“The kid doesn’t know that,” Martz said. “Alex doesn’t understand that. You think he talked to him about that? No. If he can squeeze this more and we leapfrog the guy that’s in front of us financially he’s going to look like a genius and he can recruit better next year. What’s that mean to Alex? Well he would start camp and maybe he’s got a bit more money, but he just comes in on a bad note. There’s enough of these agents unfortunately like this guy that is representing him, but it just makes it difficult.”
The biggest problem in the whole deal might not lie with the Rams, Barnes or Barron, but the way NFL rookie contracts are handled as a whole. There is no set scale for what rookie salaries should be and most players and agents wait until the guys around them sign so they know what their expected return value would be.
One solution that has been mentioned in recent weeks is going to a format more like the NBA, where rookie contracts are guaranteed at a certain level and operated on a sliding scale based on where the player is drafted. There is no guessing or posturing to do and the players already know what they are going to get once they get drafted.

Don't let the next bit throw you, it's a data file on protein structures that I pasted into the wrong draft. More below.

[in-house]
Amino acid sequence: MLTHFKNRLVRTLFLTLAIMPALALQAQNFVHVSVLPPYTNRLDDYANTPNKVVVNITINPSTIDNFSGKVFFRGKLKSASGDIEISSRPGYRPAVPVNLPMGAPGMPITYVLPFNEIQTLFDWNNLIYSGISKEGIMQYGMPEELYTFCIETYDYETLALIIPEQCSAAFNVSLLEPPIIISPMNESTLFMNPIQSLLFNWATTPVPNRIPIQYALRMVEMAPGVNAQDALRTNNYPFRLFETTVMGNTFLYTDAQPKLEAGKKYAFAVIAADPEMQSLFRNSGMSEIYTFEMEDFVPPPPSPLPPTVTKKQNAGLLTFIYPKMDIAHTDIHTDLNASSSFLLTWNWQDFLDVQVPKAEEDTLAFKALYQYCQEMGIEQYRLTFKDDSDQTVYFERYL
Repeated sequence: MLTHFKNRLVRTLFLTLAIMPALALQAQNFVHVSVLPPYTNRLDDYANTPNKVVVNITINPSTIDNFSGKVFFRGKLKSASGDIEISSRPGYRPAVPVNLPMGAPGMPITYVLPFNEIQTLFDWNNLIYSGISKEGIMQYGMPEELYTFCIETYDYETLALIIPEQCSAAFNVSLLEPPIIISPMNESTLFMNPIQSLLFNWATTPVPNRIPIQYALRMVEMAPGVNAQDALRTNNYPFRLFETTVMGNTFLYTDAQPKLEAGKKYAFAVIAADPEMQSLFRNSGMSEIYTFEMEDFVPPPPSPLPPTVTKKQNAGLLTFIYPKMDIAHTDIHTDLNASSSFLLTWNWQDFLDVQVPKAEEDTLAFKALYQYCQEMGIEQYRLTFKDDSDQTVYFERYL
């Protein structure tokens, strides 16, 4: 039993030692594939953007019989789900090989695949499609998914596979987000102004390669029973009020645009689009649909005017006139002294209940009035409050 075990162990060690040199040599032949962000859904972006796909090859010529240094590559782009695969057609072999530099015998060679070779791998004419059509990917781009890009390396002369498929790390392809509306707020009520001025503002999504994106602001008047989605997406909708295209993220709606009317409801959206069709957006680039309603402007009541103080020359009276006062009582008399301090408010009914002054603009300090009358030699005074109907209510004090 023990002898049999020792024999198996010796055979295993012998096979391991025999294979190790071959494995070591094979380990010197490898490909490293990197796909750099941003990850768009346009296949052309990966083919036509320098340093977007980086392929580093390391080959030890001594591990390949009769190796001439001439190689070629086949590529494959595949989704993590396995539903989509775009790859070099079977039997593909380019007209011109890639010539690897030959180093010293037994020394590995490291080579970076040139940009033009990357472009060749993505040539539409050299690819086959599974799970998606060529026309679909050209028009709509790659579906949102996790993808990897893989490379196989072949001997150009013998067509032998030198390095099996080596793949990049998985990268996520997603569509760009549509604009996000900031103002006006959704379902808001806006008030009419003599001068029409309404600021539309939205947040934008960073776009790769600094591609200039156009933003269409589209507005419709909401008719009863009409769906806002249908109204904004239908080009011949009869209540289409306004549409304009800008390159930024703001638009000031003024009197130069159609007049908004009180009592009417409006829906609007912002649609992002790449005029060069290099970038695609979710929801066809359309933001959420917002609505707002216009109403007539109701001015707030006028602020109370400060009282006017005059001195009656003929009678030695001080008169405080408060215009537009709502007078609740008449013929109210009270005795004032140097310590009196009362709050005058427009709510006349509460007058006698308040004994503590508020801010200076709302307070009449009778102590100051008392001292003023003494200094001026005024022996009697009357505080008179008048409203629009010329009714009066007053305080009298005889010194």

Martz said he would be in favor of something similar to that structure in the NFL.
“To me that’s the best way,” Martz said. “They are going to make their money on what their value is in the league on their second contract. To me that makes the most sense. I have nothing to do with that obviously. It takes all of the stress out of it for the kids. They can prove now their worth in the league. I have always felt like that’s the fairest way to do it. Their real value hasn’t been established yet. It’s guesswork more or less.”
A move along those lines would take some doing and have its advantages and disadvantages. Ultimately, it could be something that would eliminate the frustration that inevitably builds on both sides of the fence in these types of contract negotiations.
Re: Martz Angry About Barron's Absence
Is this the best way for Martz to handle the situation? Is he saying this is ALL the agent's fault? I hope this doesn't turn into the next public Ram distraction. I think a little more patience for the process to play out would have been the better course of action at this point in time.
Re: Martz Angry About Barron's AbsenceHe [Barnes] is thumping his chest out there. It’s bad for professional football, it’s bad for the business of being an agent, it’s just wrong. He doesn’t have this kid’s best interest at heart. -- Coach M. Martz
Re: Martz Angry About Barron's AbsenceOriginally Posted by r8rh8rmike
Re: Martz Angry About Barron's AbsenceOriginally Posted by Evil Disco Man